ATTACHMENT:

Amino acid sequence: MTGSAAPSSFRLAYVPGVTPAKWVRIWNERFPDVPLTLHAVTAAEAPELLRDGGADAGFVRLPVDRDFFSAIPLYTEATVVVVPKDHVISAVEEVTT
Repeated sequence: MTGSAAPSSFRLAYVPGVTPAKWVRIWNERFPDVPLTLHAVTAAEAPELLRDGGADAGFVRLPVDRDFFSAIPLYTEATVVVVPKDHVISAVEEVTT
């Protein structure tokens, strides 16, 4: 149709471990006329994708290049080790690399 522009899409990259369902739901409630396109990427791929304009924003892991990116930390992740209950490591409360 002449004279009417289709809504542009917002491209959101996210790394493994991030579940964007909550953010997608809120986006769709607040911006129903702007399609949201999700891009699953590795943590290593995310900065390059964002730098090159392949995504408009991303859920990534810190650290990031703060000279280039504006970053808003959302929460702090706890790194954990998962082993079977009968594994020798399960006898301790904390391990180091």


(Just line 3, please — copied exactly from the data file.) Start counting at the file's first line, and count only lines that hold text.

């Protein structure tokens, strides 16, 4: 149709471990006329994708290049080790690399 522009899409990259369902739901409630396109990427791929304009924003892991990116930390992740209950490591409360 002449004279009417289709809504542009917002491209959101996210790394493994991030579940964007909550953010997608809120986006769709607040911006129903702007399609949201999700891009699953590795943590290593995310900065390059964002730098090159392949995504408009991303859920990534810190650290990031703060000279280039504006970053808003959302929460702090706890790194954990998962082993079977009968594994020798399960006898301790904390391990180091």